India’s remarkable PERSONAL DATA PROTECTION BILL

Because this is proposed by the government, passage is likely. Yet again, the developing world is pulling ahead on important policies. India also has advanced net neutrality.  

The Hindu summarizes: “The proposed Data Protection Bill 2018 essentially makes individual consent central to data sharing. The report notes that the right to privacy is a fundamental right. Unless you have given your explicit consent, your personal data cannot be shared or processed. Of course, this also means that the onus lies on you to make an informed choice.

Next, the draft bill also states that any person processing your personal data is obligated to do so in a fair and reasonable manner. In other words, your data should be processed only for the purposes it was intended for in the first place. Failing to meet these provisions can cost companies dear, with the bill laying down penalties that can go up to ₹15 crore or 4 per cent of a company’s total worldwide turnover.

This is the index of the 62 page proposed bill:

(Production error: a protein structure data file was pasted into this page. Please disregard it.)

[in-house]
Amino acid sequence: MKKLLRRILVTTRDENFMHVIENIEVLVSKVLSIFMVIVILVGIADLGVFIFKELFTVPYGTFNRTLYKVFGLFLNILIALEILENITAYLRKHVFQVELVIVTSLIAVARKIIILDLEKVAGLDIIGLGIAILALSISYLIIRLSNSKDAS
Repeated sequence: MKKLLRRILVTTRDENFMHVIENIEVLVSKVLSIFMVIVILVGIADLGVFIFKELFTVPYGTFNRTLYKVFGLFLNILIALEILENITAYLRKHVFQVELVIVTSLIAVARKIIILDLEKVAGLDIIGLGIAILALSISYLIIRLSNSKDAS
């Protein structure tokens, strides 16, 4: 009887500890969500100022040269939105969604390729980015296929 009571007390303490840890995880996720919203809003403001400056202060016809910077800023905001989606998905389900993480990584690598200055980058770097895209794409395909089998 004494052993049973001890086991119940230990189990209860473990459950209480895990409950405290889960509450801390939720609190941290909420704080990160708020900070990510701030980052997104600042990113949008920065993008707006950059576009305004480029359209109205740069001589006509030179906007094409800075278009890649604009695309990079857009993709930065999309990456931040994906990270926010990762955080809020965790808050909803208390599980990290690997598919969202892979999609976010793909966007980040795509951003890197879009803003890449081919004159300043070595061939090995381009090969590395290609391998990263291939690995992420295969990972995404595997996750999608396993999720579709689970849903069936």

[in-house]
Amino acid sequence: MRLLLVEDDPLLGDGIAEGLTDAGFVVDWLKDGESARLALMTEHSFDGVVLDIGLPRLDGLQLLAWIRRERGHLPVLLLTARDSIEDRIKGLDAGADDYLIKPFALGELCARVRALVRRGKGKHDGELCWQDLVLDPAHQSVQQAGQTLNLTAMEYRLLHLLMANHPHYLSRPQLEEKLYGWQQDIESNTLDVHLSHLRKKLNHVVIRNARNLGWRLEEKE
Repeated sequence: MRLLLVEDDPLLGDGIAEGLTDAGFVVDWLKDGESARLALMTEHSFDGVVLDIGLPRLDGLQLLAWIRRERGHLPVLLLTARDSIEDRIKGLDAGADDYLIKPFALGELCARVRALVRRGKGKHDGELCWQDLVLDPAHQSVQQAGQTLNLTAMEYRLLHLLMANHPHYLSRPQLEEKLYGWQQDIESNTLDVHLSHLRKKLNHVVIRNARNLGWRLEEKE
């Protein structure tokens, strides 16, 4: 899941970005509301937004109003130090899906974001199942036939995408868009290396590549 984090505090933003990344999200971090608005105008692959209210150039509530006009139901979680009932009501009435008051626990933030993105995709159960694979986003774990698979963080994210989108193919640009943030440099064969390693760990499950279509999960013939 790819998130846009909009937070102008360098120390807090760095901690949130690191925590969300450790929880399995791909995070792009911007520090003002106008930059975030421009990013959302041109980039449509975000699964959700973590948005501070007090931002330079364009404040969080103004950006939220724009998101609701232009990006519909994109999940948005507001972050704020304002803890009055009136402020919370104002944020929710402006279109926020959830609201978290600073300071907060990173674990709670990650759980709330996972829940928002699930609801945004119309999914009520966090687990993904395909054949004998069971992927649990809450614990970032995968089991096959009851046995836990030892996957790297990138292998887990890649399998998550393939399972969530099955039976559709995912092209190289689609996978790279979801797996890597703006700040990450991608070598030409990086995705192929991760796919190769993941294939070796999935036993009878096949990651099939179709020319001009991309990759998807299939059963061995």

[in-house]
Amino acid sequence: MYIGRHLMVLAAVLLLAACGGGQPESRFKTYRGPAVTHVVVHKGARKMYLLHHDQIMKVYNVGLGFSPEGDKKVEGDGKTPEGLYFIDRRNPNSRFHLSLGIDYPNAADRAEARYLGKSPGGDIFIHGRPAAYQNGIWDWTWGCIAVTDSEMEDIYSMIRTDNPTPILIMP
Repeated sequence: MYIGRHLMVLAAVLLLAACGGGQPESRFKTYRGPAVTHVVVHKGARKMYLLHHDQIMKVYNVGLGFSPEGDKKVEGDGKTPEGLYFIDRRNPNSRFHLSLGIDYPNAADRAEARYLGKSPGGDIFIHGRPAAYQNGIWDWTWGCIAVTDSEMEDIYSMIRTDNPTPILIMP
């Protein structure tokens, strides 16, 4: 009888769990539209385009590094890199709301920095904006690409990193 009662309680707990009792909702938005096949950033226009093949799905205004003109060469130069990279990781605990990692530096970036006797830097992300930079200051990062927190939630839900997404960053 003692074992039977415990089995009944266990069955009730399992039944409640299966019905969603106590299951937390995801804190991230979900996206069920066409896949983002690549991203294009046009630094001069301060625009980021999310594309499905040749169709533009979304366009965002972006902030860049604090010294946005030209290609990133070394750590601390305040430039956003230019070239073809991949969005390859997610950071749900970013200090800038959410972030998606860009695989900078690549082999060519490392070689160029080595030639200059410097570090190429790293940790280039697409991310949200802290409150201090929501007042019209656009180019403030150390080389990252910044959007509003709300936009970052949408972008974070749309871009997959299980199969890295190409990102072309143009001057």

THE PERSONAL DATA PROTECTION BILL, 2018 CHAPTER I PRELIMINARY 1. Short title, extent and commencement.—…………………………………………………………………….. 1 2. Application of the Act to processing of personal data.—……………………………………………….. 1 3. Definitions.— In this Act, unless the context otherwise requires, —……………………………….. 2 CHAPTER II DATA PROTECTION OBLIGATIONS 4. Fair and reasonable processing.— ………………………………………………………………………………. 6 5. Purpose limitation.— ………………………………………………………………………………………………… 6 6. Collection limitation. —. …………………………………………………………………………………………… 7 7. Lawful processing.—………………………………………………………………………………………………… 7 8. Notice.—…………………………………………………………………………………………………………………. 7 9. Data quality.—…………………………………………………………………………………………………………. 8 10. Data storage limitation.— ………………………………………………………………………………………… 8 11. Accountability.—……………………………………………………………………………………………………. 9 CHAPTER III GROUNDS FOR PROCESSING OF PERSONAL DATA 12. Processing of personal data on the basis of consent.—…………………………………………………. 9 13. Processing of personal data for functions of the State. — …………………………………………… 10 14. Processing of personal data in compliance with law or any order of any court or tribunal. — 10 15. Processing of personal data necessary for prompt action. — ………………………………………. 10 16. Processing of personal data necessary for purposes related to employment. —……………… 10 17. Processing of data for reasonable purposes. —………………………………………………………….. 11 CHAPTER IV GROUNDS FOR PROCESSING OF SENSITIVE PERSONAL DATA 18. Processing of sensitive personal data based on explicit consent. —……………………………… 11 19. Processing of sensitive personal data for certain functions of the State. — …………………… 12 20. Processing of sensitive personal data in compliance with law or any order of any court or tribunal. — …………………………………………………………………………………………………………… 12 21. Processing of certain categories of sensitive personal data for prompt action. —…………… 12 ii 22. Further categories of sensitive personal data.— ………………………………………………………… 13 CHAPTER V PERSONAL AND SENSITIVE PERSONAL DATA OF CHILDREN 23. Processing of personal data and sensitive personal data of children. —………………………… 13 CHAPTER VI DATA PRINCIPAL RIGHTS 24. Right to confirmation and access. — ……………………………………………………………………….. 14 25. Right to correction, etc.—………………………………………………………………………………………. 14 26. Right to Data Portability. — …………………………………………………………………………………… 15 27. Right to Be Forgotten. —……………………………………………………………………………………….. 16 28. General conditions for the exercise of rights in this Chapter. —………………………………….. 16 CHAPTER VII TRANSPARENCY AND ACCOUNTABILITY MEASURES 29. Privacy by Design. — ……………………………………………………………………………………………. 17 30. Transparency. —…………………………………………………………………………………………………… 18 31. Security Safeguards.—…………………………………………………………………………………………… 18 32. Personal Data Breach.— ………………………………………………………………………………………… 18 33. Data Protection Impact Assessment. —……………………………………………………………………. 19 34. Record-Keeping. — ………………………………………………………………………………………………. 20 35. Data Audits. —……………………………………………………………………………………………………… 20 36. Data Protection Officer. — …………………………………………………………………………………….. 21 37. Processing by entities other than data fiduciaries. — …………………………………………………. 22 38. Classification of data fiduciaries as significant data fiduciaries. — ……………………………… 22 39. Grievance Redressal. —…………………………………………………………………………………………. 23 CHAPTER VIII TRANSFER OF PERSONAL DATA OUTSIDE INDIA 40. Restrictions on Cross-Border Transfer of Personal Data. —……………………………………….. 23 41. Conditions for Cross-Border Transfer of Personal Data. —………………………………………… 24 CHAPTER IX EXEMPTIONS 42. Security of the State.— ………………………………………………………………………………………….. 25 43. Prevention, detection, investigation and prosecution of contraventions of law.—………….. 25 iii 44. Processing for the purpose of legal proceedings.—……………………………………………………. 26 45. Research, archiving or statistical purposes. — ………………………………………………………….. 27 46. Personal or domestic purposes. —…………………………………………………………………………… 27 47. Journalistic purposes.— …………………………………………………………………………………………. 28 48. Manual processing by small entities.— ……………………………………………………………………. 28 CHAPTER X DATA PROTECTION AUTHORITY OF INDIA 49. Establishment and incorporation of Authority.—………………………………………………………. 29 50. Composition and qualifications for appointment of members.—…………………………………. 29 51. Terms and conditions of appointment.—………………………………………………………………….. 30 52. Removal of members.— ………………………………………………………………………………………… 30 53. Powers of the chairperson.— ………………………………………………………………………………….. 31 54. Meetings of the Authority.— ………………………………………………………………………………….. 31 55. Vacancies, etc. not to invalidate proceedings of the Authority.—………………………………… 31 56. Officers and Employees of the Authority.— …………………………………………………………….. 31 57. Grants by Central Government.— …………………………………………………………………………… 32 58. Accounts and Audit —…………………………………………………………………………………………… 32 59. Furnishing of returns, etc. to Central Government.—…………………………………………………. 32 60. Powers and Functions of the Authority.—………………………………………………………………… 33 61. Codes of Practice.—………………………………………………………………………………………………. 35 62. Power of Authority to issue directions.—…………………………………………………………………. 36 63. Power of Authority to call for information.— …………………………………………………………… 37 64. Power of Authority to conduct inquiry. — ……………………………………………………………….. 37 65. Action to be taken by Authority pursuant to an inquiry.—………………………………………….. 38 66. Search and Seizure.— ……………………………………………………………………………………………. 39 67. Coordination between the Authority and other regulators or authorities.—…………………… 40 68. Appointment of Adjudicating Officer.—………………………………………………………………….. 41 CHAPTER XI PENALTIES AND REMEDIES 69. Penalties.— ………………………………………………………………………………………………………….. 41 70. Penalty for failure to comply with data principal requests under Chapter VI.—…………….. 42 71. Penalty for failure to furnish report, returns, information, etc.—…………………………………. 42 iv 72. Penalty for failure to comply with direction or order issued by the Authority.—…………… 43 73. Penalty for contravention where no separate penalty has been provided.— ………………….. 43 74. Adjudication by Adjudicating Officer.—………………………………………………………………….. 43 75. Compensation.—…………………………………………………………………………………………………… 44 76. Compensation or penalties not to interfere with other punishment.— ………………………….. 45 77. Data Protection Funds.—……………………………………………………………………………………….. 45 78. Recovery of Amounts.—………………………………………………………………………………………… 46 CHAPTER XII APPELLATE TRIBUNAL 79. Establishment of Appellate Tribunal.—……………………………………………………………………. 47 80. Qualifications, appointment, term, conditions of service of members.—………………………. 48 81. Vacancies.— ………………………………………………………………………………………………………… 48 82. Staff of Appellate Tribunal.— ………………………………………………………………………………… 48 83. Distribution of business amongst benches.— ……………………………………………………………. 48 84. Appeals to Appellate Tribunal.— ……………………………………………………………………………. 49 85. Procedure and powers of Appellate Tribunal.—………………………………………………………… 49 86. Orders passed by Appellate Tribunal to be executable as a decree.— ………………………….. 50 87. Appeal to Supreme Court of India.— ………………………………………………………………………. 50 88. Right to legal representation.— ………………………………………………………………………………. 50 89. Civil court not to have jurisdiction.—………………………………………………………………………. 51 CHAPTER XIII OFFENCES 90. Obtaining, transferring or selling of personal data contrary to the Act.—……………………… 51 91. Obtaining, transferring or selling of sensitive personal data contrary to the Act.—………… 51 92. Re-identification and processing of de-identified personal data. —……………………………… 52 93. Offences to be cognizable and non-bailable.— …………………………………………………………. 52 94. Power to investigate offences.—……………………………………………………………………………… 52 95. Offences by companies.— ……………………………………………………………………………………… 52 96. Offences by Central or State Government departments. —…………………………………………. 53 CHAPTER XIV TRANSITIONAL PROVISIONS 97. Transitional provisions and commencement. —………………………………………………………… 54 v CHAPTER XV MISCELLANEOUS 98. Power of Central Government to issue directions in certain circumstances. —……………… 55 99. Members, etc., to be public servants. —…………………………………………………………………… 55 100. Protection of action taken in good faith. — …………………………………………………………….. 55 101. Exemption from tax on income. —………………………………………………………………………… 55 102. Delegation. — …………………………………………………………………………………………………….. 55 103. Power to remove difficulties. — ……………………………………………………………………………. 56 104. Power to exempt certain data processors.— ……………………………………………………………. 56 105. No application to non-personal data……………………………………………………………………….. 56 106. Bar on processing certain forms of biometric data……………………………………………………. 56 107. Power to make rules. — ……………………………………………………………………………………….. 56 108. Power to make regulations. — ………………………………………………………………………………. 58 109. Rules and Regulations to be laid before Parliament.—……………………………………………… 59 110. Overriding effect of this Act. — ……………………………………………………………………………. 60 111. Amendment of Act 21 of 2000. —…………………………………………………………………………. 60 112. Amendment of Act 22 of 2005. —…………………………………………………………………………. 60 THE FIRST SCHEDULE ……………………………………………………………………………………………………. 61 THE SECOND SCHEDULE…………………………………………………………………………………………………. 62